> George-- you misunderstood my intent regarding genetically primary example.
I did not mean a concrete, deweyesque, prottypical example of something,
but rather, a conceptual "germ cell" from which the full flowering of what
you are trying to grow could emerge.
I am so glad that you are saying this. It has initially always been my intent to look at a 'generic' model because a 'generic' model is more challenging though but has the advantage of wider applicability. The challenge of a most interesting discussion, I think, could be to think and discuss where boundaries would have to be (be it age, purpose [e.g, higher education, adult learning, etc.]). On the contrary, a concise example would be another approach and more practical to build up but since I am totally new to Vygotsky (though I am [trying to] reading hard), I appreciate every piece of advice. Actually, I have become so fascinated by Vygotsky and AT that I have overthrown all of my previous work. I was about to model a precise course construct with elements from objectivism, behaviourism, and constructivism and was about to embed it into a 'higher order' such as cognitive apprenticeship. But since I came across Vygotsky, I realised how much sense his thoughts make and how they give psychological and pedagogical validity while adhering to the rules of learning as they occur in our brain (neuroscience).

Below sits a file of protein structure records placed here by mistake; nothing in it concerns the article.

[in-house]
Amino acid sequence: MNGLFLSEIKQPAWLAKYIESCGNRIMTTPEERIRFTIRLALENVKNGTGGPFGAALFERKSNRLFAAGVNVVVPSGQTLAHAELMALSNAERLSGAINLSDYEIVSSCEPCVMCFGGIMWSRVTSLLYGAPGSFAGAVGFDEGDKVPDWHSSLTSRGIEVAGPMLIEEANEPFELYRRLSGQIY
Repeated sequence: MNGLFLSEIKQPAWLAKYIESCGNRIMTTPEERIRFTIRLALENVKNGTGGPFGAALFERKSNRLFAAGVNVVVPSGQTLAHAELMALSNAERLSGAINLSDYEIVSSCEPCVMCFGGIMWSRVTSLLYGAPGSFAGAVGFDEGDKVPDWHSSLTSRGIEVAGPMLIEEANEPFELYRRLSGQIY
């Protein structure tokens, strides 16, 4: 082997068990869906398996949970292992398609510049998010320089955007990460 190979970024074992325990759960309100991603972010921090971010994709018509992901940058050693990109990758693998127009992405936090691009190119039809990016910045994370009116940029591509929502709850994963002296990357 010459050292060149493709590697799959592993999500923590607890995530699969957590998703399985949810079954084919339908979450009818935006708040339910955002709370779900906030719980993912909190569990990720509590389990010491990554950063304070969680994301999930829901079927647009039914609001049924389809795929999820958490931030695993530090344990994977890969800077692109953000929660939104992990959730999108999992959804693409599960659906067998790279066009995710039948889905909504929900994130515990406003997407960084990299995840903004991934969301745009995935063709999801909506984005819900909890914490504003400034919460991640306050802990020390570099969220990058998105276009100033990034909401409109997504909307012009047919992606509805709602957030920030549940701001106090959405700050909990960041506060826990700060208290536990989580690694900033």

> Example. using 1+1 is a lousy way to start the teaching of addition because
it leads to too many false hypotheses about the conceptual domain. I think
in this case, reading Engestrom on Davydov or Davydov himself, or others
on xmca on Davydov (vasilli v) would be a good idea.
I have ordered a couple of books (Bedny and Meister; Content and structure : readings for college writers; International Handbook of Intelligence by Sternberg, Robert J.). Do you think you could possibly provide me with the references (names and titles, maybe ISBN) of the books above?
Anyway, I hope I am not disturbing formal discussion and I am sorry.
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